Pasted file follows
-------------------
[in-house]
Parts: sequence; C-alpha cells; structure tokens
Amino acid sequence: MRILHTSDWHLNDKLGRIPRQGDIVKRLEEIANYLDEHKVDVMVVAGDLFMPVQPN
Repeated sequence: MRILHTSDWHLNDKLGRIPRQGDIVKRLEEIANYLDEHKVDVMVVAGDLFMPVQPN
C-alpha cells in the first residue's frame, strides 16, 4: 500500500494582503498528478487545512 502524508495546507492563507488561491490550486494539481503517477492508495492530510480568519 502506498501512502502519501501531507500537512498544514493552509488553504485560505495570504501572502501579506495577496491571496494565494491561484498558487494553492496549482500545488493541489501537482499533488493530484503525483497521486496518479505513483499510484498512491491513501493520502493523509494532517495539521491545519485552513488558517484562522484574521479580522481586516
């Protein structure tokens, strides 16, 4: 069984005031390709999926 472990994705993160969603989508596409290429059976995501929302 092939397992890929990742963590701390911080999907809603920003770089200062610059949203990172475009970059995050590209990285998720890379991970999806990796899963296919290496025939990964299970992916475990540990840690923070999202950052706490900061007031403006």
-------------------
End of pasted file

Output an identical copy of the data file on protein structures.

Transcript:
[in-house]
Parts: sequence; C-alpha cells; structure tokens
Amino acid sequence: MRILHTSDWHLNDKLGRIPRQGDIVKRLEEIANYLDEHKVDVMVVAGDLFMPVQPN
Repeated sequence: MRILHTSDWHLNDKLGRIPRQGDIVKRLEEIANYLDEHKVDVMVVAGDLFMPVQPN
C-alpha cells in the first residue's frame, strides 16, 4: 500500500494582503498528478487545512 502524508495546507492563507488561491490550486494539481503517477492508495492530510480568519 502506498501512502502519501501531507500537512498544514493552509488553504485560505495570504501572502501579506495577496491571496494565494491561484498558487494553492496549482500545488493541489501537482499533488493530484503525483497521486496518479505513483499510484498512491491513501493520502493523509494532517495539521491545519485552513488558517484562522484574521479580522481586516
């Protein structure tokens, strides 16, 4: 069984005031390709999926 472990994705993160969603989508596409290429059976995501929302 092939397992890929990742963590701390911080999907809603920003770089200062610059949203990172475009970059995050590209990285998720890379991970999806990796899963296919290496025939990964299970992916475990540990840690923070999202950052706490900061007031403006």